Preparing for Success in Secondary School: SEGA’s English Fluency Program

SEGA’s second English Fluency Program brought more than 20 volunteers to SEGA for two weeks to help students gain comfort speaking English. By Hannah Wilson

Imagine you finish a school year, and after your summer break, you don’t just switch teachers or classrooms – you switch languages. That is the situation of most Tanzanian students advancing to secondary school. In the Tanzanian system, primary school is taught in Swahili, but secondary school is taught in English. Success hinges on English comprehension and expression – even though it is typically a child’s third language; studied under a non-native speaker as just one of nearly a dozen subjects; in primary school classes with 50 or 60 other students; often under threat of corporal punishment for mistakes. It’s easy to see how learning English can seem like an insurmountable challenge for a vulnerable student.

SEGA’s English Fluency Program helps incoming SEGA students bridge that gap. This past fall, more than 20 volunteers, including myself, traveled to SEGA from all across America to participate in the school’s second English Fluency Program. Our aim was not to teach every rule of grammar, or every vocabulary word. SEGA has excellent faculty and staff teaching those fundamentals year-round! Instead, the primary goal for the English Fluency Program was for students to become confident and excited about speaking English in their daily lives.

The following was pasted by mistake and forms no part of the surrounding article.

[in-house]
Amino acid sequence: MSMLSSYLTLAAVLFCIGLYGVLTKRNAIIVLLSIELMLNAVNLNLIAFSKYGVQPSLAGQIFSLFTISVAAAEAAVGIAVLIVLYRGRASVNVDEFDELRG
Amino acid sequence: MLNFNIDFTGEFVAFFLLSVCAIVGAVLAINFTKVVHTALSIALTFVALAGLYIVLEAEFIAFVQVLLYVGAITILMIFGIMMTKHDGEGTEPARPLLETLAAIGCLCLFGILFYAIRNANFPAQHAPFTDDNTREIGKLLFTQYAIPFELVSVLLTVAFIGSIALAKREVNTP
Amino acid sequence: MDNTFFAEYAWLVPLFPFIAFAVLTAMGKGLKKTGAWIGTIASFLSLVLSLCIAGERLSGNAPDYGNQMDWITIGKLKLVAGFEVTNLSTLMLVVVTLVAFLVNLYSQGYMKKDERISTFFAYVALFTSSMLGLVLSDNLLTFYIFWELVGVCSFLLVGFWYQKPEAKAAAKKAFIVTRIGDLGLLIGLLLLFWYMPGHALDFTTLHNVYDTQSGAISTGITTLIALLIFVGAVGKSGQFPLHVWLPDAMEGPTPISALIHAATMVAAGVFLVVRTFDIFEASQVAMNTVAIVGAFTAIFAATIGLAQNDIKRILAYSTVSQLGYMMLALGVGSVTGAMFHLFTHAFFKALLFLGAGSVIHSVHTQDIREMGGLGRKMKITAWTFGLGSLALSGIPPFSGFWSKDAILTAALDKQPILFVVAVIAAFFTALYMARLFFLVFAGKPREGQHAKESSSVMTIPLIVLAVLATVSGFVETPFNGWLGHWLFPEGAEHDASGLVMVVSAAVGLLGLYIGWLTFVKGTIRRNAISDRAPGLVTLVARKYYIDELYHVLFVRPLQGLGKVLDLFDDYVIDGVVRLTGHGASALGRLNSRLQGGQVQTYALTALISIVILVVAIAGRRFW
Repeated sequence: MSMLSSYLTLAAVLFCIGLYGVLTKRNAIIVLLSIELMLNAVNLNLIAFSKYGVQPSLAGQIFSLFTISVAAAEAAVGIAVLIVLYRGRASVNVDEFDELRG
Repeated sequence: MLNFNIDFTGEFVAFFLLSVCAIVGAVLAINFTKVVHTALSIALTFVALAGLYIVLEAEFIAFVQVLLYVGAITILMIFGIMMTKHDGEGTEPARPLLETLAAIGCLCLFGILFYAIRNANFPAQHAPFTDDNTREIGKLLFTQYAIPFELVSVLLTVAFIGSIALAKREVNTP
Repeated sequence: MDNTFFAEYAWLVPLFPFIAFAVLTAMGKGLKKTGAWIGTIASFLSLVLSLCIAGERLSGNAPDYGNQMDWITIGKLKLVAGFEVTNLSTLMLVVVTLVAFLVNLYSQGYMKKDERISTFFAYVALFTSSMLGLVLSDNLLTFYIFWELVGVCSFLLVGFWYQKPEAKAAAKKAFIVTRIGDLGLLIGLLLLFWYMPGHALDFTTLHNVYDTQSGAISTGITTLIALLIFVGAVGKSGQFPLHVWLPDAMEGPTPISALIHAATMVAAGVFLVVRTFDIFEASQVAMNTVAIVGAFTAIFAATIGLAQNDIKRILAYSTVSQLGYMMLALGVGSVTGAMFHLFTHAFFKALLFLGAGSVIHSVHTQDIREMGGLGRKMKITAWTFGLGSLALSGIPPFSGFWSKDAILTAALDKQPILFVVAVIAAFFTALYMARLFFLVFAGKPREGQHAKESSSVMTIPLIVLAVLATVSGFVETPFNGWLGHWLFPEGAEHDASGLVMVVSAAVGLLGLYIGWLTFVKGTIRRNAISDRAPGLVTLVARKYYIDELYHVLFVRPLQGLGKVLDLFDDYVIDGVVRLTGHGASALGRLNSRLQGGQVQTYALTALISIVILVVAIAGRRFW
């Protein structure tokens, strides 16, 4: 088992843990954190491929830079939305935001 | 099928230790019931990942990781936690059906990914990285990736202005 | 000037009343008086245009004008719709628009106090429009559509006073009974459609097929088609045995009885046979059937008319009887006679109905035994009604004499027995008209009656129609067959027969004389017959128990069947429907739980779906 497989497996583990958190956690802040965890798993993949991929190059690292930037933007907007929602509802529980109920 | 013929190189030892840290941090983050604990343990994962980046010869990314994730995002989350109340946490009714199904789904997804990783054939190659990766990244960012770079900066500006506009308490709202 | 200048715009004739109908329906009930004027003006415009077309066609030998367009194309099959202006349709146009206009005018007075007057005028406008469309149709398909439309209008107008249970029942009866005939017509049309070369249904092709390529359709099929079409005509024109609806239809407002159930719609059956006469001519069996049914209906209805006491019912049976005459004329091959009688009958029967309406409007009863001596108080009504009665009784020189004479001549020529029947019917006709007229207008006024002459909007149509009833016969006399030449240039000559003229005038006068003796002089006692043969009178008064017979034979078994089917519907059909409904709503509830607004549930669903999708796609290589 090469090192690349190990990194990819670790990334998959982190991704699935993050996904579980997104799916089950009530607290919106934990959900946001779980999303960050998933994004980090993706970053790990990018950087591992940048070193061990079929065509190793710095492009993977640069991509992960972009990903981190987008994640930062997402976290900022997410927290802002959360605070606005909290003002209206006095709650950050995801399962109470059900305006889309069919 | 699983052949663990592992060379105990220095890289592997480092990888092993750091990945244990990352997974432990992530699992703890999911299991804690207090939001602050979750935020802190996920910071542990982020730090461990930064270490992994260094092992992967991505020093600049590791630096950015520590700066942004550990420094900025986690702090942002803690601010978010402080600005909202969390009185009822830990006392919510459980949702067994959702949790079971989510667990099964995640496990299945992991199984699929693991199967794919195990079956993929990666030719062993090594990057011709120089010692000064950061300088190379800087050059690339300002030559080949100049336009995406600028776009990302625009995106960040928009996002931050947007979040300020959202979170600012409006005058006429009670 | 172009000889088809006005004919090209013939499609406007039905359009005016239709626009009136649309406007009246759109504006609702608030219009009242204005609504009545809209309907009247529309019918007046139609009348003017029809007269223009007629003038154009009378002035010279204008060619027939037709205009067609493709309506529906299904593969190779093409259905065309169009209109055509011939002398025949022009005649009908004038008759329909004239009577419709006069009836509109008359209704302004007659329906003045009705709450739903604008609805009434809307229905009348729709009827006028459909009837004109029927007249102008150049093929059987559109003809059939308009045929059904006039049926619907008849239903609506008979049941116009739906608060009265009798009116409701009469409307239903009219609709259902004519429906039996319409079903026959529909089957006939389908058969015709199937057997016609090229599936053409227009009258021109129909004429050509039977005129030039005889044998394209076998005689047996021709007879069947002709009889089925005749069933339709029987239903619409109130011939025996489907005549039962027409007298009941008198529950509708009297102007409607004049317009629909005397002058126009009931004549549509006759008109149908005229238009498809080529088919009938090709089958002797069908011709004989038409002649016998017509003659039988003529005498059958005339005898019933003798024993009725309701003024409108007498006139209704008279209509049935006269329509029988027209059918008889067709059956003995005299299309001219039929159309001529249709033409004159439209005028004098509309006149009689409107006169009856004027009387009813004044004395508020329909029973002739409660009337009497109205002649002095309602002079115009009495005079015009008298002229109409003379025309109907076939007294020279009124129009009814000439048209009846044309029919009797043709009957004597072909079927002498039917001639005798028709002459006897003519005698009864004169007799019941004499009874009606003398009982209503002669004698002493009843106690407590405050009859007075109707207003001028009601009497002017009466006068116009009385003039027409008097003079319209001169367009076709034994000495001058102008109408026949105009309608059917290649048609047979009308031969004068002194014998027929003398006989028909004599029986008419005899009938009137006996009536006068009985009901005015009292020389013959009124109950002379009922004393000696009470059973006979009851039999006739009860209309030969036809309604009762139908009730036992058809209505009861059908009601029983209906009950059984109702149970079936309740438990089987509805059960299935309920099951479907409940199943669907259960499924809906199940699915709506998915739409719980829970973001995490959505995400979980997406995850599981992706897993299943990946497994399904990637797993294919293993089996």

When the 22 volunteers arrived, we were grouped into 2-3 person teaching pods, and were assigned a group of 6 or 7 Pre-Form-One students: our own little team for the next two weeks. These small groups provided an intimate setting for one-on-one conversation, so we could really connect with even the quieter students. We worked in our small groups every morning, forming larger groups in the afternoons for activities like dance, music, and games.

13We worked on pronunciation, phrasing, conversation, expression – and yes, some vocabulary and grammar. We read folk tales and discussed the lessons each story conveyed. We learned about famous women in history, and how they became leaders to their communities and beyond. We sang, danced, played, read, listened, presented, debated, and designed. We took an amazing trip to Mikumi National Park, where students and volunteers witnessed together the majesty of Tanzania’s lands and animals. (Some of the girls even translated for our Swahili-speaking safari guide!) We hiked in the Uluguru mountains and swam in a waterfall together. Above all, we made sure to have fun getting to know each other.

8I believe that is the most important part of the English Fluency Program – connection. This program is not a one-way street, but a true cultural exchange. Volunteers shared our stories, our values, our vocabulary, our inspirations and our cultural landmarks. And in return, the girls spilled forth a wealth of their own experiences, sharing their culture in the same ways and improving their skills through immersion. They weren’t just improving their English –ideally, they were also learning how meaningful, rewarding, and fun the study can be. I am beyond grateful for the opportunity to get to know these girls, and I can only hope that I have made a fraction of the positive impact on their lives that they have made on mine.

Interested in hearing more about the English Fluency Program, or other volunteer opportunities? Email us at info@nurturingmindsinafrica.org